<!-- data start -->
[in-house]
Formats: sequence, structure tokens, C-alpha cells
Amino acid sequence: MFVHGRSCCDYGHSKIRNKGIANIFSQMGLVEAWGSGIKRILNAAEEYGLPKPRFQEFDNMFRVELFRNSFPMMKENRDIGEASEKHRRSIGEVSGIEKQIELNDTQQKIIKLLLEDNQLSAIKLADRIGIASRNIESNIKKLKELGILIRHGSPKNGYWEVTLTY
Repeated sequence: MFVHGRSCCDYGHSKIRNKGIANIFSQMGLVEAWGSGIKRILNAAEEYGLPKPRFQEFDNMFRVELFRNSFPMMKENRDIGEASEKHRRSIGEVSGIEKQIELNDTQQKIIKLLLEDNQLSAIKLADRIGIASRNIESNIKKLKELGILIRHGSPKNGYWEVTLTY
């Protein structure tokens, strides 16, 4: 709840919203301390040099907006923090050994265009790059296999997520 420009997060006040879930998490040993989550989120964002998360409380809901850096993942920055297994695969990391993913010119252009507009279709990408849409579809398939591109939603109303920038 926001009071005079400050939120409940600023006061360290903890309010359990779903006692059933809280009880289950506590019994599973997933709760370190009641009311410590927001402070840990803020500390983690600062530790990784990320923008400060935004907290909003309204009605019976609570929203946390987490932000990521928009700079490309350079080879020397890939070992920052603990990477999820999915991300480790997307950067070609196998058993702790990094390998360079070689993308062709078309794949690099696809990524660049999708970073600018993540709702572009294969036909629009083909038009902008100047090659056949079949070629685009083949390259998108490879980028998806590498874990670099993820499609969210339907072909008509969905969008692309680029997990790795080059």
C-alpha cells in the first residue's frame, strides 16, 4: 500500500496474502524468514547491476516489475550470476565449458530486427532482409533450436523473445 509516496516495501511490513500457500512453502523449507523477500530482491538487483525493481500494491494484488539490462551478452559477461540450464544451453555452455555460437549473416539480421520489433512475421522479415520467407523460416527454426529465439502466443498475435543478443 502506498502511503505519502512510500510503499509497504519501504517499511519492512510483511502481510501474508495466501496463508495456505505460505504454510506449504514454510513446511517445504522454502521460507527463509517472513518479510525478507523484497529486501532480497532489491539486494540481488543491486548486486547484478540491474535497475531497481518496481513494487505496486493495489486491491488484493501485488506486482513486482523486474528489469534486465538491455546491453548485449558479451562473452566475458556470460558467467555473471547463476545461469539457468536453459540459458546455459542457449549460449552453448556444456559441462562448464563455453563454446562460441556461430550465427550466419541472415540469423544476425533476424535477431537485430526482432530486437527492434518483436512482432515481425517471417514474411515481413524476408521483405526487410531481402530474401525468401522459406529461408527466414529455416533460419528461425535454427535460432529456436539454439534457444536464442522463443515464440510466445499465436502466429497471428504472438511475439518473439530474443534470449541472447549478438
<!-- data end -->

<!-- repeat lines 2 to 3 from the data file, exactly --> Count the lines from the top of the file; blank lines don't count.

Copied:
Formats: sequence, structure tokens, C-alpha cells
Amino acid sequence: MFVHGRSCCDYGHSKIRNKGIANIFSQMGLVEAWGSGIKRILNAAEEYGLPKPRFQEFDNMFRVELFRNSFPMMKENRDIGEASEKHRRSIGEVSGIEKQIELNDTQQKIIKLLLEDNQLSAIKLADRIGIASRNIESNIKKLKELGILIRHGSPKNGYWEVTLTY